Last week, we asked our readers to identify the plant below. The person who correctly identified it first would win the mystery plant. This week, Sally Skabar came the closest by identifying the genus as Jatropha. Congratulations, Sally!
Coral Plant, Jatropha Multifida
With unique leaves, a bright red flower, drought tolerance and an ability to grow in pots or in the ground, this plant is a great choice for south Florida. In the ground, this shrub usually grows to 10 feet but may sometimes grow to 20 feet. Native to Mexico, it is commonly grown as a specimen plant due to its tropical look. It will drop its leaves below 40°F and it will recover from a light freeze. If the weather is not too cold, the coral plant will flower year-round but it blooms more profusely in the summer months.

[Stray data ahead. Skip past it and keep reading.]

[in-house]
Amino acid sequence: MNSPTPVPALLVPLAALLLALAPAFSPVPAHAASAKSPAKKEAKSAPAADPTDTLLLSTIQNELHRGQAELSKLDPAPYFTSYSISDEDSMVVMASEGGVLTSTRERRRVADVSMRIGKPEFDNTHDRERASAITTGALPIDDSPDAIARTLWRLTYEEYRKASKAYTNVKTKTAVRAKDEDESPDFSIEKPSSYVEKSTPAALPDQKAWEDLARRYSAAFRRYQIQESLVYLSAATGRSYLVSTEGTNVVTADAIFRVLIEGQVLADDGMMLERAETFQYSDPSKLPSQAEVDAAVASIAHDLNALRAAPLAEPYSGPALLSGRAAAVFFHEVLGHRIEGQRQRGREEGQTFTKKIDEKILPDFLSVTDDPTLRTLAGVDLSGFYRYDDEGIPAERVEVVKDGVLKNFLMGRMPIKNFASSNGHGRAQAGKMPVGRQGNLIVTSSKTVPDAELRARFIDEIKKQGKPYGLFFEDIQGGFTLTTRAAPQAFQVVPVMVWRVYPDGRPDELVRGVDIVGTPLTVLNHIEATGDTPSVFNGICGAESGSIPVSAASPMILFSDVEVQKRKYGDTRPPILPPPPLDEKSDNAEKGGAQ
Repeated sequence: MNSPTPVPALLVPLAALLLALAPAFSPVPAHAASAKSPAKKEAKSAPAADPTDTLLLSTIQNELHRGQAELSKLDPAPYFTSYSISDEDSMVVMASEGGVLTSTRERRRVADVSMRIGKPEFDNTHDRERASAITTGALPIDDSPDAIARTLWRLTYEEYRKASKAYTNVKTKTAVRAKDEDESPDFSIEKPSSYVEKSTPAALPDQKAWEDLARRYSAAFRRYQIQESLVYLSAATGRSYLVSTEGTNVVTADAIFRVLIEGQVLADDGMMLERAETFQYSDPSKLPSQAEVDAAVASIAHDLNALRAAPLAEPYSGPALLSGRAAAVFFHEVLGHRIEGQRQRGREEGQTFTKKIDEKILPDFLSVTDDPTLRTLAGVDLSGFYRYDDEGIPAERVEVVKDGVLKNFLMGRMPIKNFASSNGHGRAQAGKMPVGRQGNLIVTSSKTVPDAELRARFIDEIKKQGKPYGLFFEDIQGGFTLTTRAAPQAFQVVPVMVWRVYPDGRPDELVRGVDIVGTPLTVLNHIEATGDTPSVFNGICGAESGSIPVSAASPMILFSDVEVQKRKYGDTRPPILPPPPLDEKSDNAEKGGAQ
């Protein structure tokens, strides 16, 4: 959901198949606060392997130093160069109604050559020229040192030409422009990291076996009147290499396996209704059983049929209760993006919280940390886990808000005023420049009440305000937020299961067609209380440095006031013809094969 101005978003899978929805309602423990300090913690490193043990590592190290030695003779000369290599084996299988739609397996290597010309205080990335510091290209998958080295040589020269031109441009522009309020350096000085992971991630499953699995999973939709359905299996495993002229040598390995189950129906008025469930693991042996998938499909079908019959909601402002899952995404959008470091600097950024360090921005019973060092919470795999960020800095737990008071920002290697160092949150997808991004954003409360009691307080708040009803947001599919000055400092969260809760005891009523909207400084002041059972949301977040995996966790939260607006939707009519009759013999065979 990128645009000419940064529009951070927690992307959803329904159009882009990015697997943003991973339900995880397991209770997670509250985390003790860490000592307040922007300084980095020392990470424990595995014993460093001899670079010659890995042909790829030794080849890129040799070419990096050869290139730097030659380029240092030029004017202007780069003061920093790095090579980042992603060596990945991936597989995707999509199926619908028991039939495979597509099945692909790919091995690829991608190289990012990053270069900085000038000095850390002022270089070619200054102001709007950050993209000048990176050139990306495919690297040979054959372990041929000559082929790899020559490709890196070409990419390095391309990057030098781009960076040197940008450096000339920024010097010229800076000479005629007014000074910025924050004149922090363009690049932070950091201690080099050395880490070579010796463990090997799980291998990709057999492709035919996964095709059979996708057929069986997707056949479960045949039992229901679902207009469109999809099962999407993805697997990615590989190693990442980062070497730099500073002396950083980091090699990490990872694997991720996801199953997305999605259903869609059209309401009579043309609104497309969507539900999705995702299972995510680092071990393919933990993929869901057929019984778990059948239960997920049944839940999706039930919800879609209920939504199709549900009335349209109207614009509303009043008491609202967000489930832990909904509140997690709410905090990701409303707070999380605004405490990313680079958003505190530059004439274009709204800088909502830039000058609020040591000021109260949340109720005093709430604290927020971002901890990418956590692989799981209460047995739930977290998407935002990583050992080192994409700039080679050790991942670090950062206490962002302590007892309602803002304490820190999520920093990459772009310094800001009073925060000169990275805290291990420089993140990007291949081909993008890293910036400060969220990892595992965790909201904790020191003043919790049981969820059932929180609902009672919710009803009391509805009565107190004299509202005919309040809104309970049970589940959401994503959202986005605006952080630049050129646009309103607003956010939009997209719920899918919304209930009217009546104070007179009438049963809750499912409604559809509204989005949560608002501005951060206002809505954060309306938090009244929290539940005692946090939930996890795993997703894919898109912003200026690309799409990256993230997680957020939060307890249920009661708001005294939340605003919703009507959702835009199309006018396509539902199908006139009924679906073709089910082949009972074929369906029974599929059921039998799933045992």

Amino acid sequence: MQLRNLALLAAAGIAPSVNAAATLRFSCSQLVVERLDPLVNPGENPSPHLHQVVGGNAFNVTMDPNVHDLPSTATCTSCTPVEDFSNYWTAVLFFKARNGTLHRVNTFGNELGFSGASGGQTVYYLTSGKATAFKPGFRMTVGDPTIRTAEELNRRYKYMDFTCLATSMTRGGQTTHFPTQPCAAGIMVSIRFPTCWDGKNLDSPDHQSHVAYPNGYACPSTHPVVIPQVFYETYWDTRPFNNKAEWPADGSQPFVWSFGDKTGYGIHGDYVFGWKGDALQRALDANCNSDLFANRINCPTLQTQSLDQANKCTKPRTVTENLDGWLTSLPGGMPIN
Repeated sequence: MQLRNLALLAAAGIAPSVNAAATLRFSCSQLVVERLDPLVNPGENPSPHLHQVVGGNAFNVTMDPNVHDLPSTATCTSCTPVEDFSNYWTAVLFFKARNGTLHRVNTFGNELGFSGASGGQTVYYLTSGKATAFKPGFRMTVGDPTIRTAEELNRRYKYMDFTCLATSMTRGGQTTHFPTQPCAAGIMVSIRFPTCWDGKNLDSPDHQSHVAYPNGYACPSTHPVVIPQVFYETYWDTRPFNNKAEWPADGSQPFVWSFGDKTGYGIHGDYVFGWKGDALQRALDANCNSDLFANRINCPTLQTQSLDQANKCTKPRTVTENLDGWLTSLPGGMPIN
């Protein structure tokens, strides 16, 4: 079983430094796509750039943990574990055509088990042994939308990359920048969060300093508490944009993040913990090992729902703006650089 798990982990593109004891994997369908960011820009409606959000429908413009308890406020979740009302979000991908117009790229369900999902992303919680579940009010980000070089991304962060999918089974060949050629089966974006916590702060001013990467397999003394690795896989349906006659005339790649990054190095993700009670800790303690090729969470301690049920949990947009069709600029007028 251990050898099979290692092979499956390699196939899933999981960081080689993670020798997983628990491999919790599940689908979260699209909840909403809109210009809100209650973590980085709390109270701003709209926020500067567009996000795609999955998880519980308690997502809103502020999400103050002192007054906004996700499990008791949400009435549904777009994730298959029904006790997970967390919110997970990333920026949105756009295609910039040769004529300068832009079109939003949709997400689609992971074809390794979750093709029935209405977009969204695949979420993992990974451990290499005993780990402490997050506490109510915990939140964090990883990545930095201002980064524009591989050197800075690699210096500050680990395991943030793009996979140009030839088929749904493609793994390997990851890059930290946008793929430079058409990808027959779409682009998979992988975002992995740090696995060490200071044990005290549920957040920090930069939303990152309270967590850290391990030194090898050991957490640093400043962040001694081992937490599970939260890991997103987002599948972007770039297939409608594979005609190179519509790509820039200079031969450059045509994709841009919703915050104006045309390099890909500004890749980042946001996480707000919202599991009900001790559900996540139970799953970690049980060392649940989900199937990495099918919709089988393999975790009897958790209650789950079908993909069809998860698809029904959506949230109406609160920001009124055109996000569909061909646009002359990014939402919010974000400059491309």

This species, like all Jatrophas, have a milky white sap that can be an irritant to some people. It’s this sap that led Thomas Edison to experiment with other species of Jatrophas as a potential source of latex for his rubber research. There’s no known evidence that Edison experimented with the coral plant, but it was planted here as early as 1908 and was still on the grounds in 1931. The Edisons likely enjoyed the plant for the same reasons we do today, including its ability to attract birds, butterflies and other beneficial insects.
Coral plants are available for purchase in the Estates Garden Shoppe: $8 for 1 gallon, $12 for 3 gallon.